KUTSENKO, Hryhory Petrovych
(b. 05.01.49, village of Ivanivka, Stavishchensky district, Kyiv region)
Professional military officer, political worker, distributor of samizdat, political prisoner
Kutsenko was born into a peasant family. From childhood he heard old men frightening children by saying that they would be put in a collective farm. Kutsenko heard their accounts of the Holodomor [Famine] of 1932-1933 and of 1947, leading even to some cases of cannibalism. His grandfather suffered political repression from 1931 – 1934. In the village everybody was able to read and write, and during the collectivization period the authorities seized all books they could find and burned them on the central square of the village.
Years later, in the 70s, Kutsenko with his father went through boxes of books which they had managed to hide from the authorities. As well as religious books, there were also rare editions – a history of the world in Polish, a collection in several volumes of Cervantes, a Ukrainian Psalter from 1749 and other books.
Parents endlessly urged their children to ‘study hard and move to the city, at least there you’ll be a person”.
At 15 Kutsenko likewise left for Kyiv to study in a technical college connected with ship-building. On completing this, he worked at a ship-building factory and lived in a hostel while at the same time completing evening school. In 1968 he was called up for military service, and served in the missile forces. He was valued highly and sent to study on a year-long course for political workers which he completed with all “A“s. In the college, he was accepted into the Party. Having attained the rank of lieutenant, Kutsenko was sent on military service already as a professional military man to the Moscow military district. He served in Zagorsk (now Sergiev Posad).
Kutsenko always read a great deal, including those books which were vehemently criticized in the press. He also listened to foreign broadcasts. He heard a lot, at least at his work-related seminars in Moscow about A. Solzhenitsyn and A. Sakharov. He was, however, unable to get hold of their works, or religious books. By chance a Baptist from his region gave him a copy of the Gospels, and in a bookshop on Arbat (Street) in Moscow he met V. Meilanov who introduced Kutsenko to some Moscow dissidents. The latter provided Kutsenko with various books – from Iskander and Bulgakov to A. Avtorkhavov, A. Solzhenitsyn and A. Sakharov, as well as with the journals “Posev”, “Vekhi” and others.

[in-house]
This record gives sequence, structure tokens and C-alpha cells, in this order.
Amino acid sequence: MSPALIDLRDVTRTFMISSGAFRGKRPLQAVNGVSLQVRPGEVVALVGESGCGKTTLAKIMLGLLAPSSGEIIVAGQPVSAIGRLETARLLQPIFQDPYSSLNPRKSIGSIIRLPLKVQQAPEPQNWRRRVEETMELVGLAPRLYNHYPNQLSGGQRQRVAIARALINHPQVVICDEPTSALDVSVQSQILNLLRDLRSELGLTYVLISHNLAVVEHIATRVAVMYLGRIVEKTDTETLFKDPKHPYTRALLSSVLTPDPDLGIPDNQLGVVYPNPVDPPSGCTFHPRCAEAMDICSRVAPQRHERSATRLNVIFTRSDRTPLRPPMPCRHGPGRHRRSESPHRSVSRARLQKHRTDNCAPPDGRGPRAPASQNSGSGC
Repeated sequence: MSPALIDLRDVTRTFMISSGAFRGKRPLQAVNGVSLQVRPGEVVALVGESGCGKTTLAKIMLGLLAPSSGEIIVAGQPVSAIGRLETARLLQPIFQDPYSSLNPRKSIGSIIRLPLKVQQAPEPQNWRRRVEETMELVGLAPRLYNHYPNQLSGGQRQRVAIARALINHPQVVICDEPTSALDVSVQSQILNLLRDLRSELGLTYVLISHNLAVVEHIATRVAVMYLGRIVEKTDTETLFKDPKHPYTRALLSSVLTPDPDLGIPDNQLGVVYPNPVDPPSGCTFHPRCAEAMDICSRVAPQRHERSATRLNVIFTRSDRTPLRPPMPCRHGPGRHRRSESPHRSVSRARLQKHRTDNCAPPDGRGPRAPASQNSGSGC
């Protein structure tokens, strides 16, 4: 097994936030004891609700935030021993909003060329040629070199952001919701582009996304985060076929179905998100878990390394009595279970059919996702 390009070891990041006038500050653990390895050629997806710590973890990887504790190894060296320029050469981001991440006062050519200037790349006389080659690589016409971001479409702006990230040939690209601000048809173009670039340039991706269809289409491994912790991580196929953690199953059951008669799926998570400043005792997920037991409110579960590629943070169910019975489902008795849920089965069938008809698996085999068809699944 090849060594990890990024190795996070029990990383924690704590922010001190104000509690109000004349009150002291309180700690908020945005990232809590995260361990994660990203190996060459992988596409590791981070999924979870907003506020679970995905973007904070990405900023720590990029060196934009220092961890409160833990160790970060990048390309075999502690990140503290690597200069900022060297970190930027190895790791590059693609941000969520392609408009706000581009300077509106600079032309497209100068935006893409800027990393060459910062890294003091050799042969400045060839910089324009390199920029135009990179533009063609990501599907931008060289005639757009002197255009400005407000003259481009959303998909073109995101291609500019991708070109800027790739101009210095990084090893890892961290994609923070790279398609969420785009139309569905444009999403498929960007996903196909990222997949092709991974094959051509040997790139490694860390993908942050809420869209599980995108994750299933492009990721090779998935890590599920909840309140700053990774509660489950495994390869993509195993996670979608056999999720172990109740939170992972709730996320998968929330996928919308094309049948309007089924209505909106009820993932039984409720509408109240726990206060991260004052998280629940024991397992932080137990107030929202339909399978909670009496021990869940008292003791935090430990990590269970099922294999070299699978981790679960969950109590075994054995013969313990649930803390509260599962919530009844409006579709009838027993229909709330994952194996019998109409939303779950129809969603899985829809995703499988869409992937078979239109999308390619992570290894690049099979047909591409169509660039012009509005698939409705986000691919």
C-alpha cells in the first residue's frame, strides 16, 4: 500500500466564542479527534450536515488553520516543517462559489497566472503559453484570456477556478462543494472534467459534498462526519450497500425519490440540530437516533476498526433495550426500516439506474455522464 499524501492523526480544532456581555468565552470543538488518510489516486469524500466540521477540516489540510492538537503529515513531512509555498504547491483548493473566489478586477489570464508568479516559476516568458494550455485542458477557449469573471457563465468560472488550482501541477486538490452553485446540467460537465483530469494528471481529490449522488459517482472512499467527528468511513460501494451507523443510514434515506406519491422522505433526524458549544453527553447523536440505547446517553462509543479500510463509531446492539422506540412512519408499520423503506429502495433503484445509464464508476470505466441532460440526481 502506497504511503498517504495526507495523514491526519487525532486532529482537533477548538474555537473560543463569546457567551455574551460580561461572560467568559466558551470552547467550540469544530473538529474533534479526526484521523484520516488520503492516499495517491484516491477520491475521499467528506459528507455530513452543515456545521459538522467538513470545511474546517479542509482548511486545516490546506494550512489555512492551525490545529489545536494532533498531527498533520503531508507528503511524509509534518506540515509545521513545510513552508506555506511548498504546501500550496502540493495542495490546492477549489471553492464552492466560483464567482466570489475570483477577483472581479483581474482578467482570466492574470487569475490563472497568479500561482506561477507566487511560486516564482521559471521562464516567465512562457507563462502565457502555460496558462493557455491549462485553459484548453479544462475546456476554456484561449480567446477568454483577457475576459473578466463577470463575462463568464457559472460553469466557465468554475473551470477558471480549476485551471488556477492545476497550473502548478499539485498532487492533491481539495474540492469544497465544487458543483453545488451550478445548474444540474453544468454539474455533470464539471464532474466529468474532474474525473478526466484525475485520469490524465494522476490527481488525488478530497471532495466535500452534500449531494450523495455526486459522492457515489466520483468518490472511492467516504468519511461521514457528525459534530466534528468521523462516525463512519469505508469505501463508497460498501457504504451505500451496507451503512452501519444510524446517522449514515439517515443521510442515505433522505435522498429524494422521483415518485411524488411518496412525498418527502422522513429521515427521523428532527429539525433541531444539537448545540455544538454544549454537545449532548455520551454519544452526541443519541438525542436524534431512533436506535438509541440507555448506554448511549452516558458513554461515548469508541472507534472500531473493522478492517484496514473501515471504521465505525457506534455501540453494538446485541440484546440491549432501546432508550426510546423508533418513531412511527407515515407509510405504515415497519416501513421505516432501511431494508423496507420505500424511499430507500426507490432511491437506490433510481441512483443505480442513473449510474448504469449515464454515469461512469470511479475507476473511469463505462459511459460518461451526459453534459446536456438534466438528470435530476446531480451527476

For eight or nine years Kutsenko read avidly and, of course, could not resist sharing, as he puts it, “this light in his heart” with those around him. He was “denounced” to the political department by a close colleague although the copy of Solzhenitsyn’s “One day in the life of Ivan Denisovych” that Kutsenko had given him to read was in fact a Soviet publication. Kutsenko was thus for 5 years under close surveillance and had to be extremely circumspect. The girls from headquarters whom Kutsenko also gave books to read even gave him a list of the staff KGB informers of whom there were 10 for each battalion. At the same time Kutsenko was a reasonably loyal officer (“an independent thinker without one thought expressed aloud”).
Kutsenko hoped, in spite of the search carried out on 13 June 1984 that a person originally from a village, a factory worker who had already served in the army as company commander for 16 years, and who had been tested for loyalty many times, would not be classified “a class enemy”.
Nonetheless in August 1984 he was taken away not for a talk at the KGB headquarters, as Kutsenko was told, but directly to Lefortovo (prison). On 15 February 1985 Senior Lieutenant Kutsenko was sentenced by the military tribunal of the Moscow military district under Article 70 § 1 of the Criminal Code of the RSFSR (“Anti-Soviet agitation and propaganda”) to 4 years harsh regime labour camp and had his military rank removed. The charges were based on accusations of having distributed the books of A. Solzhenitsyn and A. Zinoviev, on his diary entries and drafts of letters in support of A. Shcharansky, Y. Orlov and others, things he said at political study sessions (in particular that Ukraine would be able to exist independent of the USSR).
He served his sentence in the Perm political labour camps.
During Gorbachev’s campaign on pardoning political prisoners, Kutsenko twice refused to make an application asking to be pardoned. According to the Decree of the Presidium of the Supreme Soviet on amnesties of 18.06.1987, the remainder of Kutsenko’s sentence was halved. On 12 January 1988 he was released.
In 1991 Kutsenko returned to Kyiv and worked as an assistant to the Head of the Council on Religious Affairs under the Cabinet of Ministers of the Ukraine. From 1994 Kutsenko was Deputy Leader of the Democratic Party of Ukraine.
In 1988 he published a book with the title: “Dyakuyu tyurmi. Spohady i dokumenty” [Thank you, prison. Memoirs and documents”].
He lives in Kyiv.
H. Kutsenko. “Dyakuyu tyurmi. Spohady i dokumenty”. Kyiv: Prosvita, 1998.— p. 136.
Vesti iz SSSR [News from the USSR] V. 3. 1985-1986.— Munich: Prava cheloveka — 1985, 17-2.
Vesti iz SSSR. V. 4. 1987-1988.— Munich: Prava cheloveka — 1987, 7-1, 11/12-2.